FlixBus is to Europe what Greyhound is to America, except that its buses are clean and modern whereas Greyhound’s fleet looks like it it is left over from the Eisenhower administration. The company owns no buses and employs no drivers. Instead it offers permitting, network planning, marketing, pricing, quality management, and customer services to regional bus companies, which provide the coaches and drivers and the day to day management of routes.
The company was created in Munich in 2011 by three entrepreneurs who wanted to offer sustainable, comfortable and affordable travel. Today it operates long distance networks in France, Italy, Austria, the Netherland,s and Croatia and cross-border routes to Scandinavia, Spain, England, and Eastern Europe.
The company is owned by FlixMobility, whose CEO André Schwämmlein tells PV Magazine, “After being the first to successfully launch three fully electric buses, we now want to develop the first long distance buses powered by fuel cells, along with Freudenberg technology, to mark another milestone in the history of mobility.” The company says its fuel cell vehicles must have a range of at least 500 kilometers with refueling taking a maximum and refueling taking a maximum of 20 minutes. The performance characteristics of fuel cell buses — power and acceleration — must also align with current long distance bus standards.
Flixbus says it has already begun talks with bus manufacturers about the introduction of hydrogen models. Its first electric buses were manufactured by BYD and Yutong, but the company wants to provide an opportunity to all European bus manufacturers to participate in hydrogen fuel cell bus development.
Parent company FlixMobility is also working with Freudenberg Sealing Technologies to test hydrogen fuel cell buses on long-distance journeys. Claus Möhlenkamp, CEO of Freudenberg Sealing Technologies says, “A hybrid system that properly combines the battery and fuel cells is especially practical for heavy vehicles that cover long distances since purely electric vehicles still do not have the ability to cover long distances. In the first phase of the FlixBus fuel cell project, a representative bus fleet will be equipped with the technology as a pilot test.”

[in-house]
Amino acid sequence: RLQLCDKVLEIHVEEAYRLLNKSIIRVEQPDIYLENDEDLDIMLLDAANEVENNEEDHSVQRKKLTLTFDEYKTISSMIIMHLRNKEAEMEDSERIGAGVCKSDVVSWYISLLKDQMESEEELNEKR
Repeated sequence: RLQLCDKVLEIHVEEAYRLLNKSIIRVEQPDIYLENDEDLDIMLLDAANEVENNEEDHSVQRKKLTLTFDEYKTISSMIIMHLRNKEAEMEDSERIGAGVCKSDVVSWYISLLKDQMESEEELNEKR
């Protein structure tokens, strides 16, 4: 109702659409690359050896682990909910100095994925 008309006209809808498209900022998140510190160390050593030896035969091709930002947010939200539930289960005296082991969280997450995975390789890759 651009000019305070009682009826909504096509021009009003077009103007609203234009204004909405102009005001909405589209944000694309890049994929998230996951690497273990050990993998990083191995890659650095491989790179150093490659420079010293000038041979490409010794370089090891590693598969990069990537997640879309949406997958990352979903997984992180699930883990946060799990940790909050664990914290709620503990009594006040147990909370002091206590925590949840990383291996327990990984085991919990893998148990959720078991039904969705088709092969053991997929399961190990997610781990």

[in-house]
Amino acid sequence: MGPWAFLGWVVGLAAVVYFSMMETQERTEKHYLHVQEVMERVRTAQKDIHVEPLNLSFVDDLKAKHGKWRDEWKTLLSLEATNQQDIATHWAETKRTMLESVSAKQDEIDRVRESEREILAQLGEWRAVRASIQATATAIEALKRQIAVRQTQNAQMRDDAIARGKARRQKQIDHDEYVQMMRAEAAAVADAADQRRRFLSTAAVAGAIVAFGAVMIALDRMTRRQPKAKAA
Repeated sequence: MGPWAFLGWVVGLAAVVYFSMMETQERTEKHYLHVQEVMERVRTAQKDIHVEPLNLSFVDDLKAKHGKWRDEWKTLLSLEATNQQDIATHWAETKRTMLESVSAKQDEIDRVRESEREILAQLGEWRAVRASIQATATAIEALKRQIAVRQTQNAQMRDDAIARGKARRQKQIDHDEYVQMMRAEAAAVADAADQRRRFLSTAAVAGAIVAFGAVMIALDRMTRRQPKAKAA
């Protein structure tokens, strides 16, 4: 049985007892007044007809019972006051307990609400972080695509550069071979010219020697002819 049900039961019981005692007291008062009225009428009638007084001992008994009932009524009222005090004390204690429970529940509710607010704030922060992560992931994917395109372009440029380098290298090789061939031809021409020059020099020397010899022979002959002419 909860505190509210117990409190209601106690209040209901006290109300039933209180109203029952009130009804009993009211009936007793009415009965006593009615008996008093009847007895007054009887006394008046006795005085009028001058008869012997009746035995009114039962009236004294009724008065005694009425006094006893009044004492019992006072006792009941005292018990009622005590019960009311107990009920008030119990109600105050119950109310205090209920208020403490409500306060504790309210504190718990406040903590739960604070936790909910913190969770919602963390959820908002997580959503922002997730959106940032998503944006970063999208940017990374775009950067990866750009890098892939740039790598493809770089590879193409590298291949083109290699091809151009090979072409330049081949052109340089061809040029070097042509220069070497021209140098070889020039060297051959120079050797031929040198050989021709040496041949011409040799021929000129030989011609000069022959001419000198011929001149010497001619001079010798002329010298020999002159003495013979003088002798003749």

No details about where or how many hydrogen refueling stations will be built have been released to date. Nor is the source of the hydrogen specified. In Europe, most commercial hydrogen is made by splitting water with electricity, but some still comes from reforming natural gas, a process that is far from sustainable. Hydrogen fuel cells make sense for large vehicles traveling long distances, at least until batteries get smaller and cheaper. Hopefully the FlixBus initiative will help remove even more diesel powered vehicles from European roadways.
FlixBus is now operating in the US as well, promising low cost, dependable service between many American cities. Fares start at just $5.00. There is no word yet on whether fuel cell powered buses will come to North America anytime soon.
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